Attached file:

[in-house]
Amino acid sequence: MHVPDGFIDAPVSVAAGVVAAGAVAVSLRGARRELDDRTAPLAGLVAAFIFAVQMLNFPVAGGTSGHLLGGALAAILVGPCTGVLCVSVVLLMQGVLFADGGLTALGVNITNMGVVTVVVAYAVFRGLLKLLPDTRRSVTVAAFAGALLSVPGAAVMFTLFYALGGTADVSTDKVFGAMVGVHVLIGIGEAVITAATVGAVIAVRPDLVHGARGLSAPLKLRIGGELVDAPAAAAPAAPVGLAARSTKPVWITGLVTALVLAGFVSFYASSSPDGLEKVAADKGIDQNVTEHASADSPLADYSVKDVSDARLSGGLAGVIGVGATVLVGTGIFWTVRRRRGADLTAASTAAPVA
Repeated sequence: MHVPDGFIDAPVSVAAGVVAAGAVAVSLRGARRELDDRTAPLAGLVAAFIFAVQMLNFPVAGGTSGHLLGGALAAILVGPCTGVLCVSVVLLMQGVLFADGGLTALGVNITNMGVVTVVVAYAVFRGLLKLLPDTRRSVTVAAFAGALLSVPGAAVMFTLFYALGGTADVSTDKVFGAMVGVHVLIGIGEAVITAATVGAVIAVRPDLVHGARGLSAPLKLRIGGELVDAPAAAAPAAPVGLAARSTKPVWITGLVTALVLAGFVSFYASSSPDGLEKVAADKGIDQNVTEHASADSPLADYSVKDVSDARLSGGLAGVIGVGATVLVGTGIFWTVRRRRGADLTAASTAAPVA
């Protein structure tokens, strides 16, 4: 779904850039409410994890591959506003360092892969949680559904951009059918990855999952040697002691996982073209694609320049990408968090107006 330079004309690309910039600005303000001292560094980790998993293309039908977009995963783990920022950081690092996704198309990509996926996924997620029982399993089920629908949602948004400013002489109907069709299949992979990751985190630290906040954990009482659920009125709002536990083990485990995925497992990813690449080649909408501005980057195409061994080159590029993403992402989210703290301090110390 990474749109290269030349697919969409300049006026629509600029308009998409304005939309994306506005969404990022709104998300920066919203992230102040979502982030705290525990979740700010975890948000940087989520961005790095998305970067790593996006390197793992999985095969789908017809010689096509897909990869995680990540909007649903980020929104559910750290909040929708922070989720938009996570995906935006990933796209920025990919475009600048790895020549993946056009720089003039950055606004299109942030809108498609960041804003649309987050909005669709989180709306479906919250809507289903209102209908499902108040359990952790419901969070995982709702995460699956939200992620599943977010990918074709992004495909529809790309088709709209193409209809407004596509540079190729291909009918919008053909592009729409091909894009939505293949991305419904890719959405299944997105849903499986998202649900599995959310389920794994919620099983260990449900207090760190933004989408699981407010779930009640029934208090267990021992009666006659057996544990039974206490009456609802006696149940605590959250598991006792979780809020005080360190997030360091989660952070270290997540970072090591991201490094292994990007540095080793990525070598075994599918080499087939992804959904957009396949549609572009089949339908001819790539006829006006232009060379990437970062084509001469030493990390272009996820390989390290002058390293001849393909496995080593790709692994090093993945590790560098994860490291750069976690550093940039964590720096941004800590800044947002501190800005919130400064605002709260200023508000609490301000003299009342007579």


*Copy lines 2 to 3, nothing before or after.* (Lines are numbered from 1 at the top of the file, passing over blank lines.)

Amino acid sequence: MHVPDGFIDAPVSVAAGVVAAGAVAVSLRGARRELDDRTAPLAGLVAAFIFAVQMLNFPVAGGTSGHLLGGALAAILVGPCTGVLCVSVVLLMQGVLFADGGLTALGVNITNMGVVTVVVAYAVFRGLLKLLPDTRRSVTVAAFAGALLSVPGAAVMFTLFYALGGTADVSTDKVFGAMVGVHVLIGIGEAVITAATVGAVIAVRPDLVHGARGLSAPLKLRIGGELVDAPAAAAPAAPVGLAARSTKPVWITGLVTALVLAGFVSFYASSSPDGLEKVAADKGIDQNVTEHASADSPLADYSVKDVSDARLSGGLAGVIGVGATVLVGTGIFWTVRRRRGADLTAASTAAPVA
Repeated sequence: MHVPDGFIDAPVSVAAGVVAAGAVAVSLRGARRELDDRTAPLAGLVAAFIFAVQMLNFPVAGGTSGHLLGGALAAILVGPCTGVLCVSVVLLMQGVLFADGGLTALGVNITNMGVVTVVVAYAVFRGLLKLLPDTRRSVTVAAFAGALLSVPGAAVMFTLFYALGGTADVSTDKVFGAMVGVHVLIGIGEAVITAATVGAVIAVRPDLVHGARGLSAPLKLRIGGELVDAPAAAAPAAPVGLAARSTKPVWITGLVTALVLAGFVSFYASSSPDGLEKVAADKGIDQNVTEHASADSPLADYSVKDVSDARLSGGLAGVIGVGATVLVGTGIFWTVRRRRGADLTAASTAAPVA